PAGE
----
Maybe it was this confusion about their own desires that made them so untrustworthy, at least in the eyes of their writers. A lady boss was always ready to double-cross you. She might take your brilliant investment ideas and claim them as her own. She’d even sell off your small town’s only industry to Italian strip miners if you let her do it (even after she’d just been reunited with a long-lost twin sister who lived in said small town!), all to please the stockholders and launch herself all the way to the top (Big Business). Ethically, these women had more in common with Ursula the sea witch than with their male colleagues or doe-eyed female underlings.

But wow, how they got things done! Even with all the time they spent scheming and coiffing, they somehow managed to be really damn good at their jobs. With nothing but a high school diploma and some chutzpah, they could almost single-handedly save their whole company with one last-minute backyard fashion show (Don’t Tell Mom the Babysitter’s Dead). They didn’t have to be the best educated or the most popular. They knew how the world worked, they saw it for the rat race for what it was, and they were ready to make moves—often dangerous ones.

When I was growing up, the damage a jilted lady with a corporate car could cause was apparently on everyone’s mind. Sure, we got Miranda Priestly, the titular “devil” who wore Prada, in the 2000s, but the high-heeled lady boss is really a creature of the ’80s. That’s probably because the ’80s are not only the decade when the “glass ceiling” entered our everyday lexicon but also when we began to reckon with the cracks that were starting to show in it. Starting in that decade, the percentage of women in the workforce skyrocketed, from only about 40 percent to almost 60 percent of adult women (roughly where it stands today). Of course, women of color have always been in the workforce in much higher numbers out of economic necessity, but it’s no surprise the flood of middle-class white women into America’s workplaces brought with it a distinctive cultural fixation on the few white women who were making it through the ranks to the top of the corporate ladder. What did all this change mean for office politics, families, and the moral hygiene of American cities?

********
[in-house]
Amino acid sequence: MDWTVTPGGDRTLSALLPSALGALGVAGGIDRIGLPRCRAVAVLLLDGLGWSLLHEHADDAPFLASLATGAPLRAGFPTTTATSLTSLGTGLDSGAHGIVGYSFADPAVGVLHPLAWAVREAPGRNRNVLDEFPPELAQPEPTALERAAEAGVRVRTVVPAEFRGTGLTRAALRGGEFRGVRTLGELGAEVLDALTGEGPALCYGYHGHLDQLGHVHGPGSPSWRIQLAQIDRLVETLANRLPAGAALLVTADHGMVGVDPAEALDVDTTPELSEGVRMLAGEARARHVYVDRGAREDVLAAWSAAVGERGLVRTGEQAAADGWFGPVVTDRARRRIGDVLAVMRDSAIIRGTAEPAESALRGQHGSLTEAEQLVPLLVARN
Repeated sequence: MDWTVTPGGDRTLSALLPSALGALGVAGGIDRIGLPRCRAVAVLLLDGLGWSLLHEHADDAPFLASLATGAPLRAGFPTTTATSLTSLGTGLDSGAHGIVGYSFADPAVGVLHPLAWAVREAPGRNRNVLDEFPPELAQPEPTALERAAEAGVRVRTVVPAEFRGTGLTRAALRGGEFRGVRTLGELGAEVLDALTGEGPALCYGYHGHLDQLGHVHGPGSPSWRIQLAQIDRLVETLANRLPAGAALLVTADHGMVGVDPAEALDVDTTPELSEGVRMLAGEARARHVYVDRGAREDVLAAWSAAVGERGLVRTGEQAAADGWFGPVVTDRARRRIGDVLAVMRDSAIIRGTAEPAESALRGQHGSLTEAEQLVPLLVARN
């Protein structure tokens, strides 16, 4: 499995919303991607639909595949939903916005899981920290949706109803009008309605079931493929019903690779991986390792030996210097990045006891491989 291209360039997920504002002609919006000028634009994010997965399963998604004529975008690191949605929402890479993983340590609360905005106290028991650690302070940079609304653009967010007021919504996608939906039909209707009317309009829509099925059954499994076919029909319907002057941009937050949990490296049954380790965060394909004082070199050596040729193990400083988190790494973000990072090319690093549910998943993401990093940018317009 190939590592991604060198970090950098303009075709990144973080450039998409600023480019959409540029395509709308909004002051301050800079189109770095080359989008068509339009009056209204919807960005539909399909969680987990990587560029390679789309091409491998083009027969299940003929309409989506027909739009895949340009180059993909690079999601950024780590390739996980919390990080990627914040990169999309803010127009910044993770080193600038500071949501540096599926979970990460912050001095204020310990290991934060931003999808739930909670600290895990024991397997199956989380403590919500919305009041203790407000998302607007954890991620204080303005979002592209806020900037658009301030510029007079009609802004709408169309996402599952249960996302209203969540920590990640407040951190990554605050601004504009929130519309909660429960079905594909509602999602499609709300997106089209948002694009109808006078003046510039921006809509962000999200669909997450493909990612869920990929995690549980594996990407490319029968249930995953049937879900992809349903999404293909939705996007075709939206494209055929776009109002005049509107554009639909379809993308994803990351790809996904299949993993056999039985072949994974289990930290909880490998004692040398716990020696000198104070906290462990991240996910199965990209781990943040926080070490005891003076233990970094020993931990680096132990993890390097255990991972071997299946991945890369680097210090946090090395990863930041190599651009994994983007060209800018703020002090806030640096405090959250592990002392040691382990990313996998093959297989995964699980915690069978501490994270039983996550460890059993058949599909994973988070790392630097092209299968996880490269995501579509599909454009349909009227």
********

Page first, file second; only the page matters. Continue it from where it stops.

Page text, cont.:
The lady bosses moviemakers imagined didn’t follow anyone’s script for how women were supposed to behave, what they were supposed to want, and how they were supposed to live. They could be almost impossible to predict, harder still to reason with. That’s what seemed to make people so uneasy about these women and what they might do with their newly found power. As a kid, that’s exactly what I found so mesmerizing about them. They taught me there is more than one way to be a woman. You could be bad, good, absolutely fabulous, or all three at the same time. With all that moral ambiguity resting on their shoulders, it’s no wonder they needed so much padding.

Read more from Executive Time, Slate’s pop-up blog about bosses.